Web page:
Stand

Both microscopes have a sturdy, robust stand about which there is little to say. For the illumination of objects they are provided with two LED spotlights on flexible arms, and while these do provide light, they also are, in my experience, ‘always’ in the way or in the wrong location. When you want to work under the microscope, your hands or tools interfere with the lights or you block the light so that you cannot see properly what you are doing. Directing the spotlights is not that easy either, because they spring back when you release them. It actually puzzles me why Andonstar persists with this system: a ring of LEDs around the lens is, in my experience, much better in all aspects.

The stands for the ADSM302 and the AD407 exhibit considerable differences from a mechanical perspective that – depending on the objects you want to examine – can be decisive when you have to make a choice. Firstly, the great advantage of the stand for the ADSM302: the maximum object distance (that is, the distance between object and lens) is about 12 cm, while with the new stand the lens doesn't reach more than 8 cm above the object table. With a little bit of improvisation a solution can certainly be found for this, but during ‘normal use’ the new version is a little less capable than its predecessor. On the other hand, the AD407 has a neat feature that could be very handy: you can tilt the entire stand on an angle (Figure 2) so that you can also examine solder connections from the side. A useful option that is missing from its predecessor.
 

Figure 2. It's also possible to look at objects ‘from the side’.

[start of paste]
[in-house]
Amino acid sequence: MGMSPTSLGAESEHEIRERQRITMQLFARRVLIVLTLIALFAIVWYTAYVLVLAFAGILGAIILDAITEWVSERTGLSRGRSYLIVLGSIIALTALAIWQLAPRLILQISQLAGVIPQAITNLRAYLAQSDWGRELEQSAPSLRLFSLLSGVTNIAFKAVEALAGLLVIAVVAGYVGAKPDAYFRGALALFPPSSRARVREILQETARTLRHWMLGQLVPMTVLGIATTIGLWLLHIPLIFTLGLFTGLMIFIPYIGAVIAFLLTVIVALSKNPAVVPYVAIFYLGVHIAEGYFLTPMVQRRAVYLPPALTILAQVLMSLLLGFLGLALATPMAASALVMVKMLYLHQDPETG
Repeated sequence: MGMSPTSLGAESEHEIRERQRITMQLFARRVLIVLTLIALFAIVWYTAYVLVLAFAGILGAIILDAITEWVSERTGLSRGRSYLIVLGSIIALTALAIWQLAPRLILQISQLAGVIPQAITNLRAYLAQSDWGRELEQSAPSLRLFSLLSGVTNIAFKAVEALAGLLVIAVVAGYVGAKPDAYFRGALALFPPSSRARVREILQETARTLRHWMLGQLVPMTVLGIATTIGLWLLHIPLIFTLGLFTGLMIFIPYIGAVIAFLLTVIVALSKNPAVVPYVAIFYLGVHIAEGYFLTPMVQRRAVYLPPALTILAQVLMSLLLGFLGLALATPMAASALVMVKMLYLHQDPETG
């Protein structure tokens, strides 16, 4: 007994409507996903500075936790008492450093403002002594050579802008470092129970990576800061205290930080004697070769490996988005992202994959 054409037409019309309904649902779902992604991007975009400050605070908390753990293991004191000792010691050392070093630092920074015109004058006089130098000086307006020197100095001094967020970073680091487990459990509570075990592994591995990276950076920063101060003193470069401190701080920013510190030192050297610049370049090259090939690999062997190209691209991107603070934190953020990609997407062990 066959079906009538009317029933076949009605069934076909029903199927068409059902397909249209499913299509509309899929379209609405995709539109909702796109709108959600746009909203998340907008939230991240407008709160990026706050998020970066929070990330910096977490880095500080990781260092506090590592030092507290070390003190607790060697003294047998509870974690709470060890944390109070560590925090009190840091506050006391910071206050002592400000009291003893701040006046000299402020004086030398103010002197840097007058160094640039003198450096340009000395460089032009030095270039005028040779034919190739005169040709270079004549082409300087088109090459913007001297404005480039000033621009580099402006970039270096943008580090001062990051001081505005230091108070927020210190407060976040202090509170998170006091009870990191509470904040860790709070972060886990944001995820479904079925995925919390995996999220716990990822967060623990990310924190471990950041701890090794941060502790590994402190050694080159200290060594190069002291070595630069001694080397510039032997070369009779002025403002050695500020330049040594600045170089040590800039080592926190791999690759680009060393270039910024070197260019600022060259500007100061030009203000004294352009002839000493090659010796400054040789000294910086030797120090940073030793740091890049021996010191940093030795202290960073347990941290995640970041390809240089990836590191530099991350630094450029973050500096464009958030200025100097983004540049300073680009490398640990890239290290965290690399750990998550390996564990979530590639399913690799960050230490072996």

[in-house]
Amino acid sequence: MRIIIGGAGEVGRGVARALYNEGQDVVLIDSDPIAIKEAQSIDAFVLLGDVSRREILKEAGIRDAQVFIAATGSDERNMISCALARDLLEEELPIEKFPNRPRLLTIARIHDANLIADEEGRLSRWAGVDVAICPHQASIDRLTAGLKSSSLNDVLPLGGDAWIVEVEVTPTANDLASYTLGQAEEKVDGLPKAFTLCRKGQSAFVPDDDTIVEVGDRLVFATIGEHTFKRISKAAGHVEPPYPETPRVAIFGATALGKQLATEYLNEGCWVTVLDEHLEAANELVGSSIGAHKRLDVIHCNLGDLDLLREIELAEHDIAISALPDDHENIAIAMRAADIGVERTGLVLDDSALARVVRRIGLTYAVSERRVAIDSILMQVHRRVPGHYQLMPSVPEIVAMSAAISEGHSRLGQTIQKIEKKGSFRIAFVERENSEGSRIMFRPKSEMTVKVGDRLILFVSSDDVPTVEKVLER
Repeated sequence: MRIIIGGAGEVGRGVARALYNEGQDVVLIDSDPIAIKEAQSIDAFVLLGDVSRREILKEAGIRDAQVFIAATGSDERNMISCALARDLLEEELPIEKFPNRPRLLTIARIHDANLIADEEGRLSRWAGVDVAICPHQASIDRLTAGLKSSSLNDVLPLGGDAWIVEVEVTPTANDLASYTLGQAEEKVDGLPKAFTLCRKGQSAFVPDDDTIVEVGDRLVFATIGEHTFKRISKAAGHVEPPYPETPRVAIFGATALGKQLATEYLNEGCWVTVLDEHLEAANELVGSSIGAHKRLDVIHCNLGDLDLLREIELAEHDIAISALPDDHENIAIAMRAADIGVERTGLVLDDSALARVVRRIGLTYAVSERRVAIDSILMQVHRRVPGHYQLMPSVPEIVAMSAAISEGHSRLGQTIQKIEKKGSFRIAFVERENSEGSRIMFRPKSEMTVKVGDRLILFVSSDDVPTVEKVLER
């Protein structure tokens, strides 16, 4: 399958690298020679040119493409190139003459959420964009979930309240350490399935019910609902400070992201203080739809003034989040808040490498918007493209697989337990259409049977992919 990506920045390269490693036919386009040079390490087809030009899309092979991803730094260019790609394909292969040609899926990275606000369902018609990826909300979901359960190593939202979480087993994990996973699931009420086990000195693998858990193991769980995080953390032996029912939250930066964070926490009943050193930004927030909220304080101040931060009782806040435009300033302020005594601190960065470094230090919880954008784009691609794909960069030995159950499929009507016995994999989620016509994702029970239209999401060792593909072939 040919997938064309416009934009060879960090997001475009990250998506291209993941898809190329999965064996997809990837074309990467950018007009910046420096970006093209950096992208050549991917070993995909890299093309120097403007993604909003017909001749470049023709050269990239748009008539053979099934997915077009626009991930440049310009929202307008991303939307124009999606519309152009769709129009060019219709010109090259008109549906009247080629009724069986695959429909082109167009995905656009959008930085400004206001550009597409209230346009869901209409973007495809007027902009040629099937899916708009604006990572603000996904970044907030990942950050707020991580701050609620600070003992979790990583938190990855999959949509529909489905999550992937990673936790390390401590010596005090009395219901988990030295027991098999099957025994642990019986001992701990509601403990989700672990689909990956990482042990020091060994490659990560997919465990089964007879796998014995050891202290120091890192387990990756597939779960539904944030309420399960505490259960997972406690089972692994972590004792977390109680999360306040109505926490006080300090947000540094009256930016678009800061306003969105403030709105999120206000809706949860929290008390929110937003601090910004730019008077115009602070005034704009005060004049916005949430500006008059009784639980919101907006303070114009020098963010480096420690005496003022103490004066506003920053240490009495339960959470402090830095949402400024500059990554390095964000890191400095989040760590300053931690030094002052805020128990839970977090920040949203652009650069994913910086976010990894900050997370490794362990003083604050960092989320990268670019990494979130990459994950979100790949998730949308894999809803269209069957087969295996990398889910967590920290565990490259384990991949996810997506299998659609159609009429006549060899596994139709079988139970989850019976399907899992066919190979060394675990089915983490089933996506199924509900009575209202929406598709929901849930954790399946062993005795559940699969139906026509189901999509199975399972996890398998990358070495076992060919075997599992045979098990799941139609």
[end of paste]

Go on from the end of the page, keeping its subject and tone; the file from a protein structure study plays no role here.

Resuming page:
Accessories

Just as the ADSM302, the AD407 is supplied with a power supply and a cable with a jack for the light source and a micro-USB plug for the power supply for the microscope itself. There is a small improvement here too: the USB connection now has a right-angle plug, with the result that the power supply cable is less likely to break, a fault that tends to appear with the older models after a period of time (Figure 3).
 

Figure 3. The cable will last longer thanks to the right-angle USB plug.

Both microscopes are supplied with an infra-red remote control, that in my experience is only useful when you want to take pictures and want to prevent the image from shifting or blurring. What is experience? I have only handled the microscope when unpacking and writing this review. In normal use of the microscope (and in our lab that means ‘soldering and/or checking of solder joints’) the remote has no additional value, in my opinion.

Furthermore, the AD407 contains a hex wrench for assembling the stand and – according to the manual — a UV filter. The latter was missing from the microscope that I received for this review, but to be honest, I cannot immediately think of an application for it.

Then remains the question: if you already have an older Andonstar model, would you consider the purchase of the new AD407? With the A1, V160 and ADSM201 my answer will be a resounding ‘yes’, but in the case of the ADSM302 I'm a little more reserved.

It is quite handy to be able to inspect an object from an angle, but: you do not necessarily need such a stand for that (you can also place the object at an angle). The large LC display of the new model finally turns it into a real stand-alone microscope. As already mentioned, in the Elektor lab we use, in many cases, a (small) additional monitor next to the ADSM302, but with the AD407 this additional clutter on the work bench becomes unnecessary. This is for me a more than sufficient reason to give a clear preference to the new Andonstar, if I were to make a new purchase. And if I already had an ADSM302, and the budget permitted it, then I would certainly replace it with an AD407.